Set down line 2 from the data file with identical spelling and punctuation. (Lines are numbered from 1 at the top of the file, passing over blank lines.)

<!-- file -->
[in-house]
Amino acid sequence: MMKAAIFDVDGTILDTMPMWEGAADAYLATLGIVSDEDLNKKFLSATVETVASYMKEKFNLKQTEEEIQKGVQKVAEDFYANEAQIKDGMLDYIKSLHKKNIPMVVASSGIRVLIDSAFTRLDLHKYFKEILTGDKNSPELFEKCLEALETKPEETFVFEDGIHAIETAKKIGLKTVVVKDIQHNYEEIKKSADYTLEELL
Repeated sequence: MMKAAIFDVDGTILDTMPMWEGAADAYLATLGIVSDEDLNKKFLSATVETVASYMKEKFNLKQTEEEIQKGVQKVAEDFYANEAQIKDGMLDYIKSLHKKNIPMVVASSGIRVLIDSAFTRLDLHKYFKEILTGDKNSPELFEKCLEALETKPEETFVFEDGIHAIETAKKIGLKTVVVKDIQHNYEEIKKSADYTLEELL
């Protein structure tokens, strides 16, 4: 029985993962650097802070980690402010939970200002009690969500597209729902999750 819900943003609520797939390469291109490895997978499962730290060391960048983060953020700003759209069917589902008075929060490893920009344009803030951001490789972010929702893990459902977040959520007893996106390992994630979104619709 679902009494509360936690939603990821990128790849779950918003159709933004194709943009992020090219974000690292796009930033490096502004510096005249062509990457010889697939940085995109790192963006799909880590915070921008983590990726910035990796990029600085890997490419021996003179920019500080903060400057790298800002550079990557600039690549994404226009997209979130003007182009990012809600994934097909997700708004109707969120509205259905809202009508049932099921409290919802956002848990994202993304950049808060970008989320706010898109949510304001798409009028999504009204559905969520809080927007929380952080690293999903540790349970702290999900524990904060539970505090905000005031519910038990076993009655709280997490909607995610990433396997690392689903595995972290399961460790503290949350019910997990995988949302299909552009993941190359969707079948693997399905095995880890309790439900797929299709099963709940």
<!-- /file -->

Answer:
Amino acid sequence: MMKAAIFDVDGTILDTMPMWEGAADAYLATLGIVSDEDLNKKFLSATVETVASYMKEKFNLKQTEEEIQKGVQKVAEDFYANEAQIKDGMLDYIKSLHKKNIPMVVASSGIRVLIDSAFTRLDLHKYFKEILTGDKNSPELFEKCLEALETKPEETFVFEDGIHAIETAKKIGLKTVVVKDIQHNYEEIKKSADYTLEELL